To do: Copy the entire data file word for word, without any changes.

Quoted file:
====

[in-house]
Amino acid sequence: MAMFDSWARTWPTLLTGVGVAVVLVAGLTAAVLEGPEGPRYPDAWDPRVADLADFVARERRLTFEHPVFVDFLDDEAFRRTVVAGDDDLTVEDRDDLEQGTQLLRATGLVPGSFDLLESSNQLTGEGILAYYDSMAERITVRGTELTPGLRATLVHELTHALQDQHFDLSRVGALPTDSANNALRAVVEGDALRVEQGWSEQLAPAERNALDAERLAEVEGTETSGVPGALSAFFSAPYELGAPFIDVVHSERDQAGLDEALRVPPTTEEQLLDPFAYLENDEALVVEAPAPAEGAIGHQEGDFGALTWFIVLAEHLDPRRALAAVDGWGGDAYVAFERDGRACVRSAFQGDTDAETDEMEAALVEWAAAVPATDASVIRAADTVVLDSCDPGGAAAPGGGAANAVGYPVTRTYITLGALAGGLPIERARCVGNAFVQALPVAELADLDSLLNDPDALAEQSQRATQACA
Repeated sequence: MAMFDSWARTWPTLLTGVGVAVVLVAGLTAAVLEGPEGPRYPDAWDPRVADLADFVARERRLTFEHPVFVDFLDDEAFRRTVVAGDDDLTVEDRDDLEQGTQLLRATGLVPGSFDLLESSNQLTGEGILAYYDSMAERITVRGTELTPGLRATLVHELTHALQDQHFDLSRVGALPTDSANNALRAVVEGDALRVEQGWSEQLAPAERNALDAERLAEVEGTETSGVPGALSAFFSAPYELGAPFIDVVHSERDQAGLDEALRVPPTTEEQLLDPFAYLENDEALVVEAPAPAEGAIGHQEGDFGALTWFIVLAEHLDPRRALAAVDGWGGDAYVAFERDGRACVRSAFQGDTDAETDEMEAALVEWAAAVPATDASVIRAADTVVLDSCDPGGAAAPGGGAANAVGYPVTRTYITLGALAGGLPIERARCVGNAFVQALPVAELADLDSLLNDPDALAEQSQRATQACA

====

[in-house]
Amino acid sequence: MAMFDSWARTWPTLLTGVGVAVVLVAGLTAAVLEGPEGPRYPDAWDPRVADLADFVARERRLTFEHPVFVDFLDDEAFRRTVVAGDDDLTVEDRDDLEQGTQLLRATGLVPGSFDLLESSNQLTGEGILAYYDSMAERITVRGTELTPGLRATLVHELTHALQDQHFDLSRVGALPTDSANNALRAVVEGDALRVEQGWSEQLAPAERNALDAERLAEVEGTETSGVPGALSAFFSAPYELGAPFIDVVHSERDQAGLDEALRVPPTTEEQLLDPFAYLENDEALVVEAPAPAEGAIGHQEGDFGALTWFIVLAEHLDPRRALAAVDGWGGDAYVAFERDGRACVRSAFQGDTDAETDEMEAALVEWAAAVPATDASVIRAADTVVLDSCDPGGAAAPGGGAANAVGYPVTRTYITLGALAGGLPIERARCVGNAFVQALPVAELADLDSLLNDPDALAEQSQRATQACA
Repeated sequence: MAMFDSWARTWPTLLTGVGVAVVLVAGLTAAVLEGPEGPRYPDAWDPRVADLADFVARERRLTFEHPVFVDFLDDEAFRRTVVAGDDDLTVEDRDDLEQGTQLLRATGLVPGSFDLLESSNQLTGEGILAYYDSMAERITVRGTELTPGLRATLVHELTHALQDQHFDLSRVGALPTDSANNALRAVVEGDALRVEQGWSEQLAPAERNALDAERLAEVEGTETSGVPGALSAFFSAPYELGAPFIDVVHSERDQAGLDEALRVPPTTEEQLLDPFAYLENDEALVVEAPAPAEGAIGHQEGDFGALTWFIVLAEHLDPRRALAAVDGWGGDAYVAFERDGRACVRSAFQGDTDAETDEMEAALVEWAAAVPATDASVIRAADTVVLDSCDPGGAAAPGGGAANAVGYPVTRTYITLGALAGGLPIERARCVGNAFVQALPVAELADLDSLLNDPDALAEQSQRATQACA